DIANE MAKAR MURPHY Local witches sit down and talk a spell

Jason Hay is a witch. He does not worship Satan; he doesn't even believe in him. He doesn't cast evil spells or ride a broom -- as some of his less tactful acquaintances have suggested. What he does do is practice a religion that predates Christianity, a pagan religion the Celts were persecuted for -- Wicca.
"Witchcraft is the practice, and Wicca is the religion," said Jason, 19.
"Wicca is very structured and good," said another Valley witch I'll call Mary, in her early 20s, because she fears persecution. I spoke to Jason in his Youngstown home and met Mary in Boardman.
Tuned to nature: "Wicca is nature oriented," Mary said. Wiccans often wear a pentagram for this reason. The five-pointed symbol, so often maligned and often misaligned with Satan worship, represents the four elements -- air, earth, water, and fire -- below a point representing human spirit.
"It means spiritual concerns should be above material ones," Jason said. "Satan worshippers have inverted the symbol."
Wicca has two Gods, one male, one female, both equal in importance, which is one reason Mary is a follower. The Wiccan creation myth, Jason said, "is that one consciousness split into two, so not only is everything on earth sacred, but humans have the spark of the divine and can aspire to divinity."
Mary demonstrated by holding her hands apart, one above the other. "In many religions, God is up here and humans are down here," she said. Then she moved her hands so they were level to each other. "In Wicca, the God and Goddess are here and here, and humans are in between them."
Karma: Like Hindus, Wiccans believe in karma -- the idea that "the universe will dole out what you give," Jason said. "Some Wiccans think that if you do wrong, it will come back to you in equal measure, others three-fold, and still others 10-fold."
Likewise, good action is rewarded in karma. The basic commandment of Wicca is: "An harm none; do what thou wilt." Animal and certainly human sacrifices (another popular misconception) contradict the commandent, which prohibits harm.
Wiccans suffer in some measure from guilt by association. Movies portray witches as evil. Also, according to Jason, many self-described witches are there to create an image, not follow Wicca. "For every one like me, there are 25 saying: 'Hey, look at me! I'm in style with my five-pointed star. I'm casting spells!'" he said.
It doesn't help that Wiccan terminology has also been saddled, via literature, movies, and even centuries old anti-pagan propaganda, with negative connotations. Terms like Magick, covens, casting spells, and the wearing of black or meeting for rituals raise the neck hairs of the uninformed.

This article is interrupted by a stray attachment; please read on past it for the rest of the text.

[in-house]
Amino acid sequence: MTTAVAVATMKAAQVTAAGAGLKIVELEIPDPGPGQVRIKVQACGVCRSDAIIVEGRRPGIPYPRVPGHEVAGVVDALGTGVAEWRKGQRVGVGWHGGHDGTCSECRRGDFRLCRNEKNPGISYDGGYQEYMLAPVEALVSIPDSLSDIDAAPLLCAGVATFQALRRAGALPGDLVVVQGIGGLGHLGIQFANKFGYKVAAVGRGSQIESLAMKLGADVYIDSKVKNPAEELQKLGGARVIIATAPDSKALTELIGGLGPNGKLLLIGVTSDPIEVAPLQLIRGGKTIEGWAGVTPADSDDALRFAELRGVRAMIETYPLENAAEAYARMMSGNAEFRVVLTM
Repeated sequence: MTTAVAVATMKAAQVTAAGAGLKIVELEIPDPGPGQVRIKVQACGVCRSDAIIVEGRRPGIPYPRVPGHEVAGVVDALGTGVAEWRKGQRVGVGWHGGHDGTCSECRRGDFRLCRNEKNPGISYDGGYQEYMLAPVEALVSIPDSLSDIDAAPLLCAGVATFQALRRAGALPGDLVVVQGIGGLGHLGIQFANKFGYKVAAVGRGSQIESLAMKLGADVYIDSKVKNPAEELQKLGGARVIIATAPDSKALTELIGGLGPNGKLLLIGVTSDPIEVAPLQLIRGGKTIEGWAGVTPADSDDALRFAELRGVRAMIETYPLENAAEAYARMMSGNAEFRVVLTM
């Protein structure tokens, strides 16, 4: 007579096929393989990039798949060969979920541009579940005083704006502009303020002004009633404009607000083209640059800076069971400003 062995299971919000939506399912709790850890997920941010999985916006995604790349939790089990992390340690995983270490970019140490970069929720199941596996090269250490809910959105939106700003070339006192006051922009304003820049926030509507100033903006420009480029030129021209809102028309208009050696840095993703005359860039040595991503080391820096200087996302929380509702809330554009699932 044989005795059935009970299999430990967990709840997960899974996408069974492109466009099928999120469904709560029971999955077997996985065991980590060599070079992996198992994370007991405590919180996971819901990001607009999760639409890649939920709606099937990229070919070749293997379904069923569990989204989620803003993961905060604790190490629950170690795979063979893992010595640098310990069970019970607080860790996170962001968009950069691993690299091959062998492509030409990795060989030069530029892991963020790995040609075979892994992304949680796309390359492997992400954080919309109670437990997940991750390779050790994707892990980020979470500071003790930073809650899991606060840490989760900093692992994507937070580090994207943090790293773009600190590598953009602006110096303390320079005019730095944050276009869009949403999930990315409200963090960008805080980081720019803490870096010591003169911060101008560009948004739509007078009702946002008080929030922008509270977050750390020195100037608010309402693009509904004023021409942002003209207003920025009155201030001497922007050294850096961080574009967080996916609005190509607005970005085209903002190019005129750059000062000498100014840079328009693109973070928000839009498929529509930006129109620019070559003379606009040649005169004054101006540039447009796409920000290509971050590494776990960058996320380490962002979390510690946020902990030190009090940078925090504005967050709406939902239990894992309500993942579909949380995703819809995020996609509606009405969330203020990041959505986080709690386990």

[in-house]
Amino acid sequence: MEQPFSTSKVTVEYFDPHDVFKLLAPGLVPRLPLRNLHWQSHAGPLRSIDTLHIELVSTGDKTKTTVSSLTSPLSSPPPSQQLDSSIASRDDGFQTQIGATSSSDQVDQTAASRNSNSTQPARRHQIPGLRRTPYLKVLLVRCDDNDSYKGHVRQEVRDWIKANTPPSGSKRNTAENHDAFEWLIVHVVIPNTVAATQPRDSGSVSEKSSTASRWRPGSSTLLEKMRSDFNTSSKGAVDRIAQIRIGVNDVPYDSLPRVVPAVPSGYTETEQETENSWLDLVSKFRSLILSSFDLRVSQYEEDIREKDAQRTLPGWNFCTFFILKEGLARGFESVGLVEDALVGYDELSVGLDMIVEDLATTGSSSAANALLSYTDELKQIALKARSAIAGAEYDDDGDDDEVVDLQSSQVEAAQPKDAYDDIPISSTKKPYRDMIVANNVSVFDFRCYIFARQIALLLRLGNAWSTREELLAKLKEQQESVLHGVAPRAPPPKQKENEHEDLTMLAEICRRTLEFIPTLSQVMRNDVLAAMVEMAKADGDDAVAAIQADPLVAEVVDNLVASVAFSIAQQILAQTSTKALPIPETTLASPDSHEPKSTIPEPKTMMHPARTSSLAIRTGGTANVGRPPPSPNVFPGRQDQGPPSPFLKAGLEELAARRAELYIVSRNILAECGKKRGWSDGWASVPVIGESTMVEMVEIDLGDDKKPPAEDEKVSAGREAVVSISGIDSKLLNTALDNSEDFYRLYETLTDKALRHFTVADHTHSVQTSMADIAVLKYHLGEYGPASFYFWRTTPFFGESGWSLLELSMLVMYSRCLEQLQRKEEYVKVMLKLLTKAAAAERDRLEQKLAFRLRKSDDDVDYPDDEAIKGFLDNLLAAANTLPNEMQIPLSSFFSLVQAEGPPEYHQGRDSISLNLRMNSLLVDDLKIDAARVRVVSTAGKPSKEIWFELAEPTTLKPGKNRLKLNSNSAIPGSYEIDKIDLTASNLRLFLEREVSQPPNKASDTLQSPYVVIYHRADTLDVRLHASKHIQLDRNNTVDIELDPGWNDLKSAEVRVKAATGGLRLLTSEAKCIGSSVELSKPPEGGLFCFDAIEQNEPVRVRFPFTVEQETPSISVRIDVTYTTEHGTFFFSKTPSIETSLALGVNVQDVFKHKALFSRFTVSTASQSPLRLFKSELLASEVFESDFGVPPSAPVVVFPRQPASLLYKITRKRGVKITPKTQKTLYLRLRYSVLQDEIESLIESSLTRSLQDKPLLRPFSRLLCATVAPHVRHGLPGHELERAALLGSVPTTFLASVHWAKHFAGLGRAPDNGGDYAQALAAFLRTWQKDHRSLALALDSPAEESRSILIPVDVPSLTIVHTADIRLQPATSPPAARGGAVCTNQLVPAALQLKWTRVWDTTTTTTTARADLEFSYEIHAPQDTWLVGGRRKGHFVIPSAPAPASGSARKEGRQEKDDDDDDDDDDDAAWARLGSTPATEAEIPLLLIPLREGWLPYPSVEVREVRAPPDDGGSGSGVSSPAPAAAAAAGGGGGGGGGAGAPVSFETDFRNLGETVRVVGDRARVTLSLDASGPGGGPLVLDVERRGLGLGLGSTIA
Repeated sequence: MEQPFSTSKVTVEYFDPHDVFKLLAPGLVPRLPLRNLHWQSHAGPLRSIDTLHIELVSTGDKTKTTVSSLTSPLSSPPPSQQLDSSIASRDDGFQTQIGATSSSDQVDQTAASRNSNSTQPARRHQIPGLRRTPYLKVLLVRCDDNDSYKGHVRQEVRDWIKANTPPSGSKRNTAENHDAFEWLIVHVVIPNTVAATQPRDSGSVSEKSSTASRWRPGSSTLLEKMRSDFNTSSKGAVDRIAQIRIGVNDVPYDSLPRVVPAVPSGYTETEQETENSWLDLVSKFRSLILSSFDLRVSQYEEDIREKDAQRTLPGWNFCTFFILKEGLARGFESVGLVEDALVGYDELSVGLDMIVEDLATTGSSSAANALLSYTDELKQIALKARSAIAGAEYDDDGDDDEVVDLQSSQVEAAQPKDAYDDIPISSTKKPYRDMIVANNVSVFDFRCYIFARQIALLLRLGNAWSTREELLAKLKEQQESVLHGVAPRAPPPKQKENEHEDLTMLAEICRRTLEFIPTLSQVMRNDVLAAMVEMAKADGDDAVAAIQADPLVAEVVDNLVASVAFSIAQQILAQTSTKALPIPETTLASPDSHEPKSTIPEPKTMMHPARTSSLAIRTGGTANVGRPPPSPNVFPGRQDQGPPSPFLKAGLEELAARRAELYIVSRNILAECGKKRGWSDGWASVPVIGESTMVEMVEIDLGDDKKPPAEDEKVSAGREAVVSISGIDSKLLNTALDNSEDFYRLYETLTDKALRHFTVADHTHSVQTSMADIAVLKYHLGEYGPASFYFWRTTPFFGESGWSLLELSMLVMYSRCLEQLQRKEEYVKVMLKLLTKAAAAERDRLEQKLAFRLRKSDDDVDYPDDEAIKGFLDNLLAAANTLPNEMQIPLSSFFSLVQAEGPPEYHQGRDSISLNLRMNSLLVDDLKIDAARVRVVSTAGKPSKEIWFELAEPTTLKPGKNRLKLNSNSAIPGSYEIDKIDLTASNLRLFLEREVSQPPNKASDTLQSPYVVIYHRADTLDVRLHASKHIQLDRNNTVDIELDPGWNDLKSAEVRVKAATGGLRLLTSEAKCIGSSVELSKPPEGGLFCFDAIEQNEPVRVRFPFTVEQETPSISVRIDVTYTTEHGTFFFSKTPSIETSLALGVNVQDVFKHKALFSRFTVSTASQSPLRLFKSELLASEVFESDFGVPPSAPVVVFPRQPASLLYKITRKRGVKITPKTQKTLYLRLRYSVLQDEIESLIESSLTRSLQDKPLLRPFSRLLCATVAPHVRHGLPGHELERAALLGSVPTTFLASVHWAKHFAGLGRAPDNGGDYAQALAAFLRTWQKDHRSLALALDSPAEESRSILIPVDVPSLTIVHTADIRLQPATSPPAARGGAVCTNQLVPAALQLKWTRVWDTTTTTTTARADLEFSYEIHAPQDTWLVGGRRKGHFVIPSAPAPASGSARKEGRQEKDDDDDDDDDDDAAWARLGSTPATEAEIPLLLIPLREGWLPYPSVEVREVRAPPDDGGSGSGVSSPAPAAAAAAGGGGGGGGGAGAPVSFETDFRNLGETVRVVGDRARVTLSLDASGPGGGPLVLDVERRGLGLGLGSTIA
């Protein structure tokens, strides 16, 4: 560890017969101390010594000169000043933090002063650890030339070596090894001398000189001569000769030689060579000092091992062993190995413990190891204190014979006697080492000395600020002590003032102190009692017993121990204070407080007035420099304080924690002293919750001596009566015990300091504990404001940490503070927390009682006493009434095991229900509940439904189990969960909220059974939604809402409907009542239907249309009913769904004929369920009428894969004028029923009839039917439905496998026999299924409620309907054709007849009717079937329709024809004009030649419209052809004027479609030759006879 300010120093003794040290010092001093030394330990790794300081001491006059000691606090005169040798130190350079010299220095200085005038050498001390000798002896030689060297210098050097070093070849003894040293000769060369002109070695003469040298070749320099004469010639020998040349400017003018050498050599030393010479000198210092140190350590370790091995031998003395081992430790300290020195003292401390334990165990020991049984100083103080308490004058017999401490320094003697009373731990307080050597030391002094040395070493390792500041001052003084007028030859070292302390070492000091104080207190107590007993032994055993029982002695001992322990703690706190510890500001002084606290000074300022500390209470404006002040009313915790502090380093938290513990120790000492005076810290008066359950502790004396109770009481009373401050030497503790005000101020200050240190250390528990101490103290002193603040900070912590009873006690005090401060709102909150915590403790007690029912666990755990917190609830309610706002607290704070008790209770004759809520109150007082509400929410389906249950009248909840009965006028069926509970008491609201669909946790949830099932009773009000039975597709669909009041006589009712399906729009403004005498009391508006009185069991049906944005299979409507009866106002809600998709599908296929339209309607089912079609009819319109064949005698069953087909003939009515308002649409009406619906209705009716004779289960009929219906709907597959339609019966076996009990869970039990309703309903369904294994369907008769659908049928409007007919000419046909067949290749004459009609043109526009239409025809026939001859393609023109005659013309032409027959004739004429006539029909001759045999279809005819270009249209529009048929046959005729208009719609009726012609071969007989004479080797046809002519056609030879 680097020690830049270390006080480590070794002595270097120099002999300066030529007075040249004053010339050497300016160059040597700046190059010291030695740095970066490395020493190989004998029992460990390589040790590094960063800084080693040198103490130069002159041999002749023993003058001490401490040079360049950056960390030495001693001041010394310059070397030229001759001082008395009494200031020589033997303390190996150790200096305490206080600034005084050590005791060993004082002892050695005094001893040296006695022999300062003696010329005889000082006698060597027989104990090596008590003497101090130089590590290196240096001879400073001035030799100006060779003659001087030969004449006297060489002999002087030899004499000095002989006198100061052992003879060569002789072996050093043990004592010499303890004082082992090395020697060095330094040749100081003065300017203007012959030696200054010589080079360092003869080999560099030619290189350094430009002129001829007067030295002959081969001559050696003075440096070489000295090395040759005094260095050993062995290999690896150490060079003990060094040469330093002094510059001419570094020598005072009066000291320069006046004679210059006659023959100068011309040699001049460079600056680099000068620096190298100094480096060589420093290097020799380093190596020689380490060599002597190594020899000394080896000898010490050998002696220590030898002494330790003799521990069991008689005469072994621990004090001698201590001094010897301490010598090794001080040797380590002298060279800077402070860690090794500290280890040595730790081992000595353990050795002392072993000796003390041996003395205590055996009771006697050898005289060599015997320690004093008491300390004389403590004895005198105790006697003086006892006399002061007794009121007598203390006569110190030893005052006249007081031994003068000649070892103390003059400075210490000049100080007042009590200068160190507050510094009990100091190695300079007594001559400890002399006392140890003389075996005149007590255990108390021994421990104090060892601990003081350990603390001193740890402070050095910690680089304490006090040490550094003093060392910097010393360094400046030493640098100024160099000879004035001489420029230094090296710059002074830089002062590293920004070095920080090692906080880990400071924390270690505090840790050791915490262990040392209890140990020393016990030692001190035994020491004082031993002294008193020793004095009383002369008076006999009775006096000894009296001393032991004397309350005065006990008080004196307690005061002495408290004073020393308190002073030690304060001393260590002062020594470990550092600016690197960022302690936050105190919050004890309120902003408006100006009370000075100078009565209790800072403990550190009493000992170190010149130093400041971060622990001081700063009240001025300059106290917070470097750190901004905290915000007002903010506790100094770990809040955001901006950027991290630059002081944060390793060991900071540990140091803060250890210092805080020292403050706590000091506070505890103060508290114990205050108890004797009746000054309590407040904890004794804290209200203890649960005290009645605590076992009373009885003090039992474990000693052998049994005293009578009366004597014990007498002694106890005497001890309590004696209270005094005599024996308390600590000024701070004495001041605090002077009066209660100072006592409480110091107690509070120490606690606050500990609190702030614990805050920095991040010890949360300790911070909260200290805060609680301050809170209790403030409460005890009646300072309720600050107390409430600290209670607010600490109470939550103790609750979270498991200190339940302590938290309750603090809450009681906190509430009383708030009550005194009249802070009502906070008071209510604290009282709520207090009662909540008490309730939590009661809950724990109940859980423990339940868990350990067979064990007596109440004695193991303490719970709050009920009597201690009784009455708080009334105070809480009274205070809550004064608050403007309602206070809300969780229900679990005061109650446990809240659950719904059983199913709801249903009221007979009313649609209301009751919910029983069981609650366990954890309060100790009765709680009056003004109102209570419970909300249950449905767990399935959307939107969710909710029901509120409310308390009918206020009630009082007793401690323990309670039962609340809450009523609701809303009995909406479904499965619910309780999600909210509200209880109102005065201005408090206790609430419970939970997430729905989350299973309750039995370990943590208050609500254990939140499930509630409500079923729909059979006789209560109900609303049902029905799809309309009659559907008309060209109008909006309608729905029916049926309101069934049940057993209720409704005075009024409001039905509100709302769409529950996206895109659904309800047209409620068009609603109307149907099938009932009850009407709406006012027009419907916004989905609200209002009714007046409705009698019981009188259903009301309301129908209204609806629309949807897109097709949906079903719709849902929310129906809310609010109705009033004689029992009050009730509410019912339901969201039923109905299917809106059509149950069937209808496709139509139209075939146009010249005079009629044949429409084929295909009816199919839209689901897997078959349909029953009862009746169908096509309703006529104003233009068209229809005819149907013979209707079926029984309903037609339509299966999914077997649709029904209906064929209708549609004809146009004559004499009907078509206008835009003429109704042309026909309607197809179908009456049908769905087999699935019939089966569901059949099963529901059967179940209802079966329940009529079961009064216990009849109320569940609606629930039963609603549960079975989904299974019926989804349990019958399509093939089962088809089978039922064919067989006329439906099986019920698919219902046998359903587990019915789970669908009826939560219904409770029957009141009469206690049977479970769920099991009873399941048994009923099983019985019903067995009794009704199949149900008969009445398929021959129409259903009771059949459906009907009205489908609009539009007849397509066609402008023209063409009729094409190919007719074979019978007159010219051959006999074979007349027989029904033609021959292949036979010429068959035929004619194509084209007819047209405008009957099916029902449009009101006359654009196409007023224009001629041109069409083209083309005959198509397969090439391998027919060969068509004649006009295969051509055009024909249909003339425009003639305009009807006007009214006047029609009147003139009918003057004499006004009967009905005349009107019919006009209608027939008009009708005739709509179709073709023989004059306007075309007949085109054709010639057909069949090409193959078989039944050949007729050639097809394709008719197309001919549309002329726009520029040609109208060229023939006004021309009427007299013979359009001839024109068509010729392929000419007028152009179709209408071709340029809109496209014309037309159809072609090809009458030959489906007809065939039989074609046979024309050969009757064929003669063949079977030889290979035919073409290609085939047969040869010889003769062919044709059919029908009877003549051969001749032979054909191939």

Wiccan covens are groups of worshippers who meet to practice their religion. Spells are a cross between meditation, aromatherapy (inhaling herbal scents) and positive visualization and prayer -- all fairly accepted by the mainstream these days. "Spells are not meant to manipulate. Again, it goes back to karma," Jason said.
Going through elaborate rituals is "all about raising energy and creating a focus," he added.
And black is simply a nod to the fact that black absorbs more energy than other colors, and Wiccans find that a positive. "I refer to Magick as what a person can do for themselves using their own energy field, focused within or without," he said.
Why, one wonders, faced with such misconceptions, wouldn't the Wiccans just change all the terminology. Said Jason, "Well, people are learning there is a difference. Just sticking with it is educating people."
It's a long row to hoe, though. "I've had friends ask me laughable things," Mary said. "Do I have a broom, frogs ..."
A little fun: Of course, even Jason isn't above having fun with all the misinformation. "For a couple of years in high school [at Austintown Fitch], I wore a pentagram on the outside of my shirt, and a cape to get a reaction," he said.
Not convinced yet? Maybe this will help. When asked what she'd be doing on Halloween, Mary said, "Probably handing out candy."